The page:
Cambridge Institute of Public Health Cambridge UK

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Al-Imam A.,University of Baghdad | Santacroce R.,University of Chieti Pescara | Roman-Urrestarazu A.,Cambridge Institute of Public Health Cambridge UK | Chilcott R.,University of Hertfordshire | And 3 more authors.
Human Psychopharmacology | Year: 2016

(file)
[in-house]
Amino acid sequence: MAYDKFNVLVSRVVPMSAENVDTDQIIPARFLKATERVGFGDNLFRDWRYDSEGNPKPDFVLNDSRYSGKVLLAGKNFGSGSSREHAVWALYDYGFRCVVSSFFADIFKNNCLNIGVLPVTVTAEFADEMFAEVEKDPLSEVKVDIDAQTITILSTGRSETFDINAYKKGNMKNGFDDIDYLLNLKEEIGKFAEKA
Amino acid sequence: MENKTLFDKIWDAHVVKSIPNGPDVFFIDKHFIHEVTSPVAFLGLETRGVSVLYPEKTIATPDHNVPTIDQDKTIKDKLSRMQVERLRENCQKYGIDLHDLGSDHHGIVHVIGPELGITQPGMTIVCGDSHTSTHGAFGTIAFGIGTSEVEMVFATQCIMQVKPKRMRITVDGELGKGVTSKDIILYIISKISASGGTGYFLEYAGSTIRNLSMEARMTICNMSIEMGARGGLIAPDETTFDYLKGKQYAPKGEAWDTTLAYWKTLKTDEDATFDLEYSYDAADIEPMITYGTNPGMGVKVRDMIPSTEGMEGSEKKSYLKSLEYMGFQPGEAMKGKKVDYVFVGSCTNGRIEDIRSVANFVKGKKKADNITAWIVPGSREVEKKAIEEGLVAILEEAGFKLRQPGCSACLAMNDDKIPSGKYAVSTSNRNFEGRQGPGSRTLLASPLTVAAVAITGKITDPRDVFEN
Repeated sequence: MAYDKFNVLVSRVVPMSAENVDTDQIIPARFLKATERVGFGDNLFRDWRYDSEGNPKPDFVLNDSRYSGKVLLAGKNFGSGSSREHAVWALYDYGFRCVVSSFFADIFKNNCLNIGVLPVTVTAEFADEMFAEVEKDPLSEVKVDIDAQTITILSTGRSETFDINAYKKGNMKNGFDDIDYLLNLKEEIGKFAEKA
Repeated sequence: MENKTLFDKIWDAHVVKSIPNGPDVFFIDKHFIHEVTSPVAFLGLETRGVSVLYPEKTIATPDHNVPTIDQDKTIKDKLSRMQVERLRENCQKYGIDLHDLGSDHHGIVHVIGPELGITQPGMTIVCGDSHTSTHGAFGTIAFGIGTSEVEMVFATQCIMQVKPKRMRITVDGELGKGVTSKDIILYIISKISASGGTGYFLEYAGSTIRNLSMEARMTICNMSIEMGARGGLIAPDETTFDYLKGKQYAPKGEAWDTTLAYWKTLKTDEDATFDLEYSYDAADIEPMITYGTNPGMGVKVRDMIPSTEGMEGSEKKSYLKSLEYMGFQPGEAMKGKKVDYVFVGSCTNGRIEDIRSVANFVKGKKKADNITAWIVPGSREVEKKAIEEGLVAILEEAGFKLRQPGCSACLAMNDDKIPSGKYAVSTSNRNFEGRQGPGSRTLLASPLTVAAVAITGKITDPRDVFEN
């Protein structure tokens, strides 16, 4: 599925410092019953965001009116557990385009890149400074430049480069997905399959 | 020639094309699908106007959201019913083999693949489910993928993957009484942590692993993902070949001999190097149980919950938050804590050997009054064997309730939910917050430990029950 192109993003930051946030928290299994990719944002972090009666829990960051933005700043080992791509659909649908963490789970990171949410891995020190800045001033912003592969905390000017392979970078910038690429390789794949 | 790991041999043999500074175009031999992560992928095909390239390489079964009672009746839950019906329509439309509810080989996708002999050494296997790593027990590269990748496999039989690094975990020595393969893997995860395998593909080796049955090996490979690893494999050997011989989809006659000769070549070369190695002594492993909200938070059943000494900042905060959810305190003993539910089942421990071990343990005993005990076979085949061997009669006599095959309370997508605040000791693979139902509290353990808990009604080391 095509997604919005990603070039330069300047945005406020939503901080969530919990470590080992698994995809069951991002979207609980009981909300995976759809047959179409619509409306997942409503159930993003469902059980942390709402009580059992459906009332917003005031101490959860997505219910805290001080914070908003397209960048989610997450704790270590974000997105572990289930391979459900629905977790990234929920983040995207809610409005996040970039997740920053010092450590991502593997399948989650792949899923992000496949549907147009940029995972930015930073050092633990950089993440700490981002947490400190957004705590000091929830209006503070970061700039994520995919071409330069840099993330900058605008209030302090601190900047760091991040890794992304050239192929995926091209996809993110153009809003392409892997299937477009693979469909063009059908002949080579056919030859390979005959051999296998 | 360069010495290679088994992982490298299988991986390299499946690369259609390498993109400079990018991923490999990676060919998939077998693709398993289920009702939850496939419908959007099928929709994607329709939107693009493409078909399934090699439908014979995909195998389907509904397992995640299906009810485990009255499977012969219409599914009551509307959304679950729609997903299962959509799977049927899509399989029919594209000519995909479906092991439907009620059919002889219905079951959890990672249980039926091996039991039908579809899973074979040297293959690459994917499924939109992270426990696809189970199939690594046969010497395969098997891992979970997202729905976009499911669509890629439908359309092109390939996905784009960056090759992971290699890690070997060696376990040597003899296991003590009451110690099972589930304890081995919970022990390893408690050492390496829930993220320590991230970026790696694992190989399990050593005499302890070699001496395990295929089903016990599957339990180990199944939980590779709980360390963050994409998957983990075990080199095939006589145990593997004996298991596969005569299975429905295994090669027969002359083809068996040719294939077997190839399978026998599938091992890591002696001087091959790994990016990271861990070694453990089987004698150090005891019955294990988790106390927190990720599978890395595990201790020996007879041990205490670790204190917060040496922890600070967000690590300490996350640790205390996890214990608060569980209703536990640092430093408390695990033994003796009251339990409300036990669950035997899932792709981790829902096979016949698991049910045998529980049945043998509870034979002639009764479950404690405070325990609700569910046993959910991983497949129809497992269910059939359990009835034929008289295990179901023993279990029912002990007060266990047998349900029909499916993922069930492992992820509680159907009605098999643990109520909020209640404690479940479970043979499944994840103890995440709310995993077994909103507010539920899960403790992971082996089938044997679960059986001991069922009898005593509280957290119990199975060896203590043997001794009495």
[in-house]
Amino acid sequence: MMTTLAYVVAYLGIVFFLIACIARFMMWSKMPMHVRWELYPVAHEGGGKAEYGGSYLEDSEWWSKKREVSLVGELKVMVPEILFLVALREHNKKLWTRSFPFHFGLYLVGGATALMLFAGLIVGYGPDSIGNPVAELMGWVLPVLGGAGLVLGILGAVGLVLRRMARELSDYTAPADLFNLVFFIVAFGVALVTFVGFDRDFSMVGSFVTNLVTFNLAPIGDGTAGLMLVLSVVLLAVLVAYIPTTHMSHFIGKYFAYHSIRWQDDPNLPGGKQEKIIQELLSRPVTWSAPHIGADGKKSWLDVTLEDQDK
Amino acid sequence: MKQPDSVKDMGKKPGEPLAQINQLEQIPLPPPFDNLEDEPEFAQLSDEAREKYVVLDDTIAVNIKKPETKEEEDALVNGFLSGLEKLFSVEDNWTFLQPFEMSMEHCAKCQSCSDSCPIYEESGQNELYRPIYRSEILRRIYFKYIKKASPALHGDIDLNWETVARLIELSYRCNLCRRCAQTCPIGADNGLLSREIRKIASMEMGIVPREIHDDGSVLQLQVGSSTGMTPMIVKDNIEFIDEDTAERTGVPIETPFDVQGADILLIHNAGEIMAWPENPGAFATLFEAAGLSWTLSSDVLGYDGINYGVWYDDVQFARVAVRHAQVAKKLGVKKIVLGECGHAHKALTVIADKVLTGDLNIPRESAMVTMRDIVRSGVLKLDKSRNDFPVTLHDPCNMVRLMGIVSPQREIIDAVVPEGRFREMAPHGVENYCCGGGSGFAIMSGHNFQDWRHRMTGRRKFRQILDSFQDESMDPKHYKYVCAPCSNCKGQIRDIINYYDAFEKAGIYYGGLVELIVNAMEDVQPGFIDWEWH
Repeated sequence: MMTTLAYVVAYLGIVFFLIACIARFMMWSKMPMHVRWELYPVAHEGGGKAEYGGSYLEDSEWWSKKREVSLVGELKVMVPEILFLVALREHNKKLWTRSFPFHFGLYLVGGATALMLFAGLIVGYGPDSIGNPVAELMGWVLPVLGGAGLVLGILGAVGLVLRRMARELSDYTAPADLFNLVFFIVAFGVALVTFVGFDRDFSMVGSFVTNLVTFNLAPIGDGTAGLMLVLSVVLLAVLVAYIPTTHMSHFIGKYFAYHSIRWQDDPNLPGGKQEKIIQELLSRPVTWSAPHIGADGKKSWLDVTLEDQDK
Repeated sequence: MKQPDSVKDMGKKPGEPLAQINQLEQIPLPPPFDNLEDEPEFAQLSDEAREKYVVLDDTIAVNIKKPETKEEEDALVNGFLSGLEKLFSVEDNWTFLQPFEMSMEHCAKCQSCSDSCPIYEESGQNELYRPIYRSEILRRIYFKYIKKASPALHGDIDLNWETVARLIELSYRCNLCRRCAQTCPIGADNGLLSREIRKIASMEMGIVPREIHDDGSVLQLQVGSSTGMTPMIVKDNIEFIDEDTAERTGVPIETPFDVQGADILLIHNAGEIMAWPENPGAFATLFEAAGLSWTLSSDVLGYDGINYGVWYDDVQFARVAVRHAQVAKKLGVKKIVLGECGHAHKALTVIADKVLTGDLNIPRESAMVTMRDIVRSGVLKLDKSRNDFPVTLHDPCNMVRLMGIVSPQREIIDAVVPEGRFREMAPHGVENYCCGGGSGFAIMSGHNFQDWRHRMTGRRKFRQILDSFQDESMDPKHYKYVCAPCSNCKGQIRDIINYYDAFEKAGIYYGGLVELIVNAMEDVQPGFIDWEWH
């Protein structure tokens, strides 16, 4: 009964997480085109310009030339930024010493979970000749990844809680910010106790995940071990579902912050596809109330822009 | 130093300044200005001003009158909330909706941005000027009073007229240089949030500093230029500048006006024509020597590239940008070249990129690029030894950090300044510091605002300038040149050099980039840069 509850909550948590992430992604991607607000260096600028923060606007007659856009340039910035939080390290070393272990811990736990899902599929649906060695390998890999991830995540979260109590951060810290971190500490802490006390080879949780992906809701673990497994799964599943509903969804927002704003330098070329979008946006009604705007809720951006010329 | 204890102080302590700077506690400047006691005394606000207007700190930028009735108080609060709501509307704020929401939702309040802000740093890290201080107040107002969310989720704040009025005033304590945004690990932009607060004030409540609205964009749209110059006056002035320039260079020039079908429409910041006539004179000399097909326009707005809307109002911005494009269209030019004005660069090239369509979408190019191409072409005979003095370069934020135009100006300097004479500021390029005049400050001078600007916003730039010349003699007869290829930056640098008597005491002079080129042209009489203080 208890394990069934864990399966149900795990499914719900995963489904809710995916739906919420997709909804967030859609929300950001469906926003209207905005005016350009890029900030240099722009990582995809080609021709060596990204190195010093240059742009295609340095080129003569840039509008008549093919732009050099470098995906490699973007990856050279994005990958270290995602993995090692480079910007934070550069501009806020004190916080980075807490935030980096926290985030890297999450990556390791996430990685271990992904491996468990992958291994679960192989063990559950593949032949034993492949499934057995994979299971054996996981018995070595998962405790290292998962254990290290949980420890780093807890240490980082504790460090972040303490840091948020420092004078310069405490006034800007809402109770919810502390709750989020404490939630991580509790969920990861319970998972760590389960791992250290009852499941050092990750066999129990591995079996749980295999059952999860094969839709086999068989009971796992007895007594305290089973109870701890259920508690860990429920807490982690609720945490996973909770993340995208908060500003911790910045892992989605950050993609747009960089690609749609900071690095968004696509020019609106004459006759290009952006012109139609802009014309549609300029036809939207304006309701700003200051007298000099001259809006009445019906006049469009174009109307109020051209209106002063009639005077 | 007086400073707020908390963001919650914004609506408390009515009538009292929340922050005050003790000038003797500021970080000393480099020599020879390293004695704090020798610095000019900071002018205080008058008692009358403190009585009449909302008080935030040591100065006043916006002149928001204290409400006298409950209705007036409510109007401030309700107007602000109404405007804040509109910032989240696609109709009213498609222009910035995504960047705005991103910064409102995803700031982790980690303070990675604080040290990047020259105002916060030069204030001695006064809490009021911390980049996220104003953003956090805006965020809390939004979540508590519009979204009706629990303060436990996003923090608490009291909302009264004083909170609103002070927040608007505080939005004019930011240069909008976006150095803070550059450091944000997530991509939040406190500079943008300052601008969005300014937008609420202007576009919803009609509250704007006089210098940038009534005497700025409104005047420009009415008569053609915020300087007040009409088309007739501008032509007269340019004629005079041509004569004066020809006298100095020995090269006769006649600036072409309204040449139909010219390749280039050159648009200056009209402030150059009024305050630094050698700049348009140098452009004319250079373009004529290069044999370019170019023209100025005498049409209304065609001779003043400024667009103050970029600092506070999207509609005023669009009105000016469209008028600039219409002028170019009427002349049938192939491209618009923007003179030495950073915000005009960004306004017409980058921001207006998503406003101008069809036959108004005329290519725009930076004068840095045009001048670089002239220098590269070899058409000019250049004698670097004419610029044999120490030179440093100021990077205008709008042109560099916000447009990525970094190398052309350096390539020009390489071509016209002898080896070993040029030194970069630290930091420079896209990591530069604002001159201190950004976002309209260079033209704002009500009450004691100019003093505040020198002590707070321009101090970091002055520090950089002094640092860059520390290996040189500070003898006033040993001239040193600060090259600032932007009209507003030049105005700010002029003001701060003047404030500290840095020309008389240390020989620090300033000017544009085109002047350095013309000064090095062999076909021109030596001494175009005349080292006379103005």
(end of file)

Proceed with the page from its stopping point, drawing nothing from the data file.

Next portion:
Background: Fenetheylline, a psychostimulant drug, often branded as Captagon, is a combination of amphetamine and theophylline. Since the cessation of its legal production in 1986, counterfeited products have been produced illicitly in south-east Europe and far-east Asia. Its profitable trade has been linked to terrorist organizations, including Islamic State of Iraq and the Levant. This study aims to reach up-to-date data, concerning the Captagon e-commerce and use in the Middle East. Methods: A multi-staged and multi-lingual literature search was carried out. A list of prespecified keywords was applied across medical and paramedical databases, web and Dark web, search engines, social communication media, electronic commerce websites, media networks, and the Global Public Health Intelligence Network database. Results: The use of Captagon as a stimulant in terrorist settings has been marginally covered in the literature. Data can widely be retrieved from Google and AOL search engines, YouTube, and Amazon e-commerce websites, and to a lesser extent from Alibaba and eBay. On the contrary, Middle Eastern e-commerce websites yielded almost no results. Interestingly, the Dark web generated original data for Captagon e-commerce in the Middle East. Conclusion: Further investigations are needed on the role that psychoactive drugs play in terrorist attacks and civil war zones. Unless a comprehensive methodological strategy, inclusive of unconventional methods of research, is implemented, it will not be feasible to face such a threat to humanity. © 2016 John Wiley & Sons, Ltd.

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